Bawandar (Jagmohan Mundhra, 2000)
Bawandar is based on the true story of Rajasthani woman Bhanwari Devi, who was gang-raped by five village elders because she took a government job as a “saathin” - a village advocate for women's rights, partly responsible for educating against and reporting the illegal, but long-held tradition of child marriage. Told largely in flashback form, the story kicks off when a foreign journalist (Laila Rouass) accompanied by a local guide, Ravi (Rahul Khanna), come to a tiny Rajasthani village seeking Sanwari Devi (Nandita Das), a woman all the locals decry as being a prostitute and a whore. They find her living in isolation, and she tells them how she came to be so reviled by her village.
Depressing? YES. This isn't a happy film. Be warned. If you only like Indian films for glitter and songs and colour and happy endings, then steer clear of Bawandar.
At the time of its release, Bawandar did the film festival circuit, and picked up a tonne of awards – Best Actress for Nandita Das, a couple of Best Film accolades, an Audience Choice Award. It caused a storm of controversy in India (and I am still not clear on whether it ever ACTUALLY released there: some sources say it was banned outright; some say it would be released pending VERY significant cuts) with stories emerging that the woman Bawandar was based on hadn't been consulted at all and that she was unhappy with the film, “weary and bitter” with both the government and the aid organisations she had been working with. I don't really know how much of that is true – what IS interesting is that Bawandar itself offers a seemingly biting perspective at some of the aid organisations/workers and their attitudes towards helping the less fortunate. Lillette Dubey plays a middle class New Delhi-ite social worker who, along with her colleagues, is more concerned with the shopping and image opportunities afforded by helping a high profile case like Sanwari Devi. Deepti Naval's character, on the other hand, as the woman who recruited Sanwari Devi into the saathin programme and who thus feels responsible for her resulting hardships, provides balance as a character who is truly selfless and willing to undergo personal hardship for the sake of what is right.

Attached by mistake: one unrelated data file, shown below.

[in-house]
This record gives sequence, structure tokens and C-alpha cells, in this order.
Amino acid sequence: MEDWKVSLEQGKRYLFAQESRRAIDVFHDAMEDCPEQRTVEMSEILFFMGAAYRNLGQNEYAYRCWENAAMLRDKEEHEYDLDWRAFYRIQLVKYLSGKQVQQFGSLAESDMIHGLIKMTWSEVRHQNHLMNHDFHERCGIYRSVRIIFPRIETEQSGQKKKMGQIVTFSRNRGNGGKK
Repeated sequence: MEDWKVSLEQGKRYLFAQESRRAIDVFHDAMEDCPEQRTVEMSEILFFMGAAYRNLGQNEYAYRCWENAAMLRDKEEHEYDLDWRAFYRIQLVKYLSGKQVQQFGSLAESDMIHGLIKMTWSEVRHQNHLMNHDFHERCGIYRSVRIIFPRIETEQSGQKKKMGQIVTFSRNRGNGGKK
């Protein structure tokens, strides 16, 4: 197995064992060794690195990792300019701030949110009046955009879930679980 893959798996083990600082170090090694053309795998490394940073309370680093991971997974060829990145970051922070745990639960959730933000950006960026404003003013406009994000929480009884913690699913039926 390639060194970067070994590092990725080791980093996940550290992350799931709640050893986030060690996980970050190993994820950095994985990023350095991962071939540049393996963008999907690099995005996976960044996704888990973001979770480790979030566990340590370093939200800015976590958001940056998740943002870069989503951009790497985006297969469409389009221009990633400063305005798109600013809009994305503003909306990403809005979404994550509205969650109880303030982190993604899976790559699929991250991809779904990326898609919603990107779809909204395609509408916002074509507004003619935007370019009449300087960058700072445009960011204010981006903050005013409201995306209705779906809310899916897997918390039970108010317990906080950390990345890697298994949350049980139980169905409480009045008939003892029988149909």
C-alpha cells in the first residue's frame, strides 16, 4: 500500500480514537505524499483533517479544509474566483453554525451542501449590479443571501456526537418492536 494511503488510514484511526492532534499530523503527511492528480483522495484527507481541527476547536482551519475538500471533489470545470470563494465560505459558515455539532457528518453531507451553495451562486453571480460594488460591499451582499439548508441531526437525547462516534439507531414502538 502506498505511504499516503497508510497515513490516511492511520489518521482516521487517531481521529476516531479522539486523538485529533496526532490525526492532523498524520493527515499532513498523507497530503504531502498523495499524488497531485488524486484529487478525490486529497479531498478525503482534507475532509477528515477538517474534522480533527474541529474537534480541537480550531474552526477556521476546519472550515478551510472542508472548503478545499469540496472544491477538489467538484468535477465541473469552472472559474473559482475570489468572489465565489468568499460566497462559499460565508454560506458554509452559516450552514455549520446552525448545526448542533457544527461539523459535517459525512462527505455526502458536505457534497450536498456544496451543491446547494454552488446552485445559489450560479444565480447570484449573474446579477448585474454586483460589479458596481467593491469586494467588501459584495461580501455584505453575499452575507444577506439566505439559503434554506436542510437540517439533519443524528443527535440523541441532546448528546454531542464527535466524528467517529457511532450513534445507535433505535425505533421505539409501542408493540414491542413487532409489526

Regardless of the background, this is an important film. It's not a perfect film – the narrative dips into cartoony melodrama once too often, especially in terms of the police, who are ALL depicted as caricaturish villains (thankfully, not all the men in the film are cardboard cutout cartoon evil characters – Gulshan Grover as a committed, competent, thoughtful lawyer is AMAZINGLY refreshing; Raghuvir Yadhav as Sanwari's enlightened, supportive husband who is powerless to help his wife is HEARTBREAKING); it gets a little too obviously preachy in spots where the filmmakers seem to want to address/draw attention to as many possible social issues as they can just by having characters complain about them (the opposite of show, don't tell) – but it deals with rape, a notoriously thorny issue in Indian films, in a way that puts the woman's entire experience, physical AND emotional, at the centre of the film. This is not a lurid rape-revenge tale, or rape in a film as yet another opportunity for the male hero to show his manliness and save the woman. This film explores sexual assault for what it is: an attempt to subjugate and humiliate the victim, and Bawandar is notable in that it shows the entire process and the effects on the victim (and the victim's friends and family) following from the initial assault: from telling a friend it happened, trying to report it to the police, the medical examination, gathering evidence, being cross examined in court, and facing the perpetrators in public.
This is obviously in stark contrast to the scores of Indian movies where rape is pretty flippantly treated as a 30 second plot device to show who are the bad guys (the rapists) and who are the heroes (the ones who rescue the rape victims), and the heroine/victim recovers and is apparently unaffected by her ordeal. Have you seen Enthiran? Aishwarya Rai's character is assaulted at least 3 times in the course of that film, just so she can be saved by Rajnikanth, and emerges each time apparently entirely unscathed.
Obviously, given the subject matter, which also addresses caste discrimination (Bhanwari, renamed Sanwari in the film for legal reasons, is of a lower caste to her attackers, who are the village leaders and who decree her entire family outcasts as soon as she starts stirring up controversy as a saathin) Bawandar is not exactly what you would describe as a pleasant or enjoyable watch. The last film that made me as uncomfortable was Shakti: The Power – though that was in a slightly different way, the violence and ill-treatment of women seeming perhaps more lurid. Bawandar never seemed exploitative – it's merely direct and if anything, foregrounds how much inner strength and dignity the central character has even in the face of unrelenting injustice, but I caution all of you reading: there are few scenes in cinema more poignantly upsetting than the aftermath of the traumatic rape scene in this film, when Sanwari's badly beaten husband, who had been forced to helplessly witness his wife's gang rape, rushes to be with her.
Nandita Das and Raghuvir Yadhav are truly the soul of this film, each giving heartwrenching, luminescent, utterly authentic performances.